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As much as US$4b left HK for Singapore due to protests: Goldman
HONG Kong may have lost as much as US$4 billion in deposits to rival financial hub Singapore between June and August as political unrest escalated in the Chinese city, Goldman Sachs estimated this week.
Modest net outflows from local currency deposits in Hong Kong and the net inflows of foreign currency deposits in Singapore in August could be the latest sign showing US$3-4 billion left for the city-state, the bank's analysts said in a report on Monday.
"That said, the Hong Kong banking system still has ample liquidity in Hong Kong dollar as well as in foreign currencies," though "this set of data is unlikely to allay investor concerns around outflows from the territory," they said.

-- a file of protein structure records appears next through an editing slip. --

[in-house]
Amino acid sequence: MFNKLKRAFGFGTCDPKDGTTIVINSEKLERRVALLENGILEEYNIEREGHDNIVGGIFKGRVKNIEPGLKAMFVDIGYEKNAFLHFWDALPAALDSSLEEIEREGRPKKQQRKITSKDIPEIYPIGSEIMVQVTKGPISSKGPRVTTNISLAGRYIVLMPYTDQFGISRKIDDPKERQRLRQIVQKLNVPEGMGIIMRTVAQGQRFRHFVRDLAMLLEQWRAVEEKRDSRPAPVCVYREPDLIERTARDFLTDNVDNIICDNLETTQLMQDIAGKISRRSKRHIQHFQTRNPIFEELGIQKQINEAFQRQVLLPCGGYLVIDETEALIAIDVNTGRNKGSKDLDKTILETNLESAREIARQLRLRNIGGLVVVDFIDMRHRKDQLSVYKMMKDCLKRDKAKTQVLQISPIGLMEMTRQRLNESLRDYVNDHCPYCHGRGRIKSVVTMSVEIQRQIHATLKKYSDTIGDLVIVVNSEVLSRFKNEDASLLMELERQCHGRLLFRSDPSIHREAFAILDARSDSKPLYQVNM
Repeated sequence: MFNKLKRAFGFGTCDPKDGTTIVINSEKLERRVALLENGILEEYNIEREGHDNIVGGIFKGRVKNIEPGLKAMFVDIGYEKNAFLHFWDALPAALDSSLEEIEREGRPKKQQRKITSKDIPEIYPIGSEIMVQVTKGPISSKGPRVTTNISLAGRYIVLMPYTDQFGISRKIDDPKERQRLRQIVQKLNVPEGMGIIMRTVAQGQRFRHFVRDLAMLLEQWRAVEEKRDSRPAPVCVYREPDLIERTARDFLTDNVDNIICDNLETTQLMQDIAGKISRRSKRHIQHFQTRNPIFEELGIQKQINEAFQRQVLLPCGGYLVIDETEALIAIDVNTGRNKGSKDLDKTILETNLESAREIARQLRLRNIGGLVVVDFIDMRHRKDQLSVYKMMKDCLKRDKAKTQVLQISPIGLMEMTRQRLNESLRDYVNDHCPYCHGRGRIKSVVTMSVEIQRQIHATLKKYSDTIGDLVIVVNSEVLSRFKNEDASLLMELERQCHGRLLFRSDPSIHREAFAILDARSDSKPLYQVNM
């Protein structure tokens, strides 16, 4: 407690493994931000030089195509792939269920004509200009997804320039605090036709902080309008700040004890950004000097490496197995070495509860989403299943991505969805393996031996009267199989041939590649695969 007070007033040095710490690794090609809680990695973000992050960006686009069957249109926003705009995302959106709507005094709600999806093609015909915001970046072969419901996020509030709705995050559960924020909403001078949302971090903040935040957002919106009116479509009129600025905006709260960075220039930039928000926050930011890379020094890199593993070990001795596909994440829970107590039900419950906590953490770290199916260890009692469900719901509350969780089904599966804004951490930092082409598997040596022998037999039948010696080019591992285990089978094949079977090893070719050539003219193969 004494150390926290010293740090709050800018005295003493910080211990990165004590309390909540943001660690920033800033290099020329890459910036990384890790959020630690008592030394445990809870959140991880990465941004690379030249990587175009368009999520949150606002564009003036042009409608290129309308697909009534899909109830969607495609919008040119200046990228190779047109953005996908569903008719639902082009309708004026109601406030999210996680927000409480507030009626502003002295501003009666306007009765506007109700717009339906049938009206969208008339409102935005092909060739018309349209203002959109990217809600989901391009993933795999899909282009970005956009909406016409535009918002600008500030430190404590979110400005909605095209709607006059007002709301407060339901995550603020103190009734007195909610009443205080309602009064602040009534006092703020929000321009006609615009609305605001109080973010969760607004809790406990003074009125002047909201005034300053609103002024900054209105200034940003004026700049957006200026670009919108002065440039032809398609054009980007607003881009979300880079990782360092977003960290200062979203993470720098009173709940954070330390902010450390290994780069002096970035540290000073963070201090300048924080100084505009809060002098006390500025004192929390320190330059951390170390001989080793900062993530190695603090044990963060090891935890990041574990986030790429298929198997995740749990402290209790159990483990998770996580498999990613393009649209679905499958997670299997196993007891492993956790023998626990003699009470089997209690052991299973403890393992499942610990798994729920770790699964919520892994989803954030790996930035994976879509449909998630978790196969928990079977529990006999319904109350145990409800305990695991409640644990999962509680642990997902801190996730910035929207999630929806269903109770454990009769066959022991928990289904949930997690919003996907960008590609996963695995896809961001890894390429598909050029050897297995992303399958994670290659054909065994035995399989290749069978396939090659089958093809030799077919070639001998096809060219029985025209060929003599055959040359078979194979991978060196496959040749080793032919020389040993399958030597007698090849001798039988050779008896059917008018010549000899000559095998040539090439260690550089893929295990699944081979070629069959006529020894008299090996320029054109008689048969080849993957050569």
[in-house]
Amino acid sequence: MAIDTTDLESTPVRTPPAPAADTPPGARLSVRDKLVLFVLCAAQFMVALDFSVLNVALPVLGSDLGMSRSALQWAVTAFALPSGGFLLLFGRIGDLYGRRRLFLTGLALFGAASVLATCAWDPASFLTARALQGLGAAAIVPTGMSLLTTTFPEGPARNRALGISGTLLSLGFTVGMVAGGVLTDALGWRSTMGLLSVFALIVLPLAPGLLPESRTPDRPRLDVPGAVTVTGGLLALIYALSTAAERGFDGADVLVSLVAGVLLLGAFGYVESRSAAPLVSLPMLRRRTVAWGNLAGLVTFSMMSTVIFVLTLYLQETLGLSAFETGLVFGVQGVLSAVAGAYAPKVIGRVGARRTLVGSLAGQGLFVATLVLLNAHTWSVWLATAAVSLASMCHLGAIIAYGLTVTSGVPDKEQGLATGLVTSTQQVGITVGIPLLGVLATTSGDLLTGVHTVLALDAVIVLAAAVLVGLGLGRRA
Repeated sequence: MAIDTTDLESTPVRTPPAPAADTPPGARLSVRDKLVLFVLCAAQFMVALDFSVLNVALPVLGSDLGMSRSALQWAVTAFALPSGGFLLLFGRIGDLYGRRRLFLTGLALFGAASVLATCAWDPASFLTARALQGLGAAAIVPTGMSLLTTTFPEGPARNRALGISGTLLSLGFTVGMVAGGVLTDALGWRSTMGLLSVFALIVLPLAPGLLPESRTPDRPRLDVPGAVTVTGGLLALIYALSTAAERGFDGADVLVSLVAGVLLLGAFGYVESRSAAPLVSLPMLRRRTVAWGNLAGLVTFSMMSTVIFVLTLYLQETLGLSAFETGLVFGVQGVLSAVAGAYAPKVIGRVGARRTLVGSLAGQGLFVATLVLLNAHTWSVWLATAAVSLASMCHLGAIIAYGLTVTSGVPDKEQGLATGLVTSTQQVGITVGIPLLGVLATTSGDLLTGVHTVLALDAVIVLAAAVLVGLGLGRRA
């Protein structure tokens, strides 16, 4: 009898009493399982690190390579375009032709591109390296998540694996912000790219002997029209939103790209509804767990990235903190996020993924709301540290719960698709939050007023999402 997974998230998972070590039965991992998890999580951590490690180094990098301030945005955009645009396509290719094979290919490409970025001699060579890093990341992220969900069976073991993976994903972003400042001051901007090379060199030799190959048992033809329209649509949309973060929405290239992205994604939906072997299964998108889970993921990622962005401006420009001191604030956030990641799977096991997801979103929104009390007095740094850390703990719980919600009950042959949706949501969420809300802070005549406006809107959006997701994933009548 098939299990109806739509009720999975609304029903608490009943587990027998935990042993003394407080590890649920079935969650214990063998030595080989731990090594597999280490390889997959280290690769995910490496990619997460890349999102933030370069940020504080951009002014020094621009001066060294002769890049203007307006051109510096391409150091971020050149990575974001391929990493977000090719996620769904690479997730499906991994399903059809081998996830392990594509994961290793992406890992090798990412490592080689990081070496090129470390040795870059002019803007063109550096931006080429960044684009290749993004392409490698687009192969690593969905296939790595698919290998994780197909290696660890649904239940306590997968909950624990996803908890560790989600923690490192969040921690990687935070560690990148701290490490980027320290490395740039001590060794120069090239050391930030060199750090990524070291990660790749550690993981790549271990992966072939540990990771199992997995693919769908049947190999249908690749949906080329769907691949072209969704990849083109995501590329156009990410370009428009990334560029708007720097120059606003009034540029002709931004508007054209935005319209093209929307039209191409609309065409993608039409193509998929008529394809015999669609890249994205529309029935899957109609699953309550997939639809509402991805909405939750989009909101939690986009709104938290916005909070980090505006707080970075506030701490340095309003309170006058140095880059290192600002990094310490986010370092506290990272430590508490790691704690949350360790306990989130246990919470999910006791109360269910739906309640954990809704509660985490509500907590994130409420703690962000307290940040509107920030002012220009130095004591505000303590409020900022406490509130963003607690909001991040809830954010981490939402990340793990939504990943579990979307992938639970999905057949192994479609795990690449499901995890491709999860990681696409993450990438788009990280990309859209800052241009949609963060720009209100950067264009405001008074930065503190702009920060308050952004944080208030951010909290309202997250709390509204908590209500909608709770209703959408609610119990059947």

Anti-government protests have gripped Hong Kong for four months with widespread violence this week as China, which resumed ruling the territory in 1997, celebrated the 70th anniversary of the People's Republic.
Hong Kong's stockpile of deposits stood at HK$13.6 trillion (S$2.4 trillion) in August, according to Refinitiv Datastream.
But Hong Kong dollar deposits in the city dropped the most in August in over a year while US dollar savings surged.
Hong Kong Monetary Authority (HKMA) insisted on Monday that the fluctuations were "normal".
The central bank said the uptick in US dollar deposits was driven by a "transfer of funds resulting in a higher amount of foreign-currency deposits placed by the Exchange Fund", which backs Hong Kong's currency peg with the greenback at 7.75-7.85.
Asked by Reuters about the reason behind this transfer, a HKMA spokesperson said in an emailed statement on Wednesday that "in line with past practices, we do not comment on the details of our management of the Exchange Fund".
The Hong Kong dollar was trading largely flat at 7.8414 per dollar at 0514 GMT. REUTERS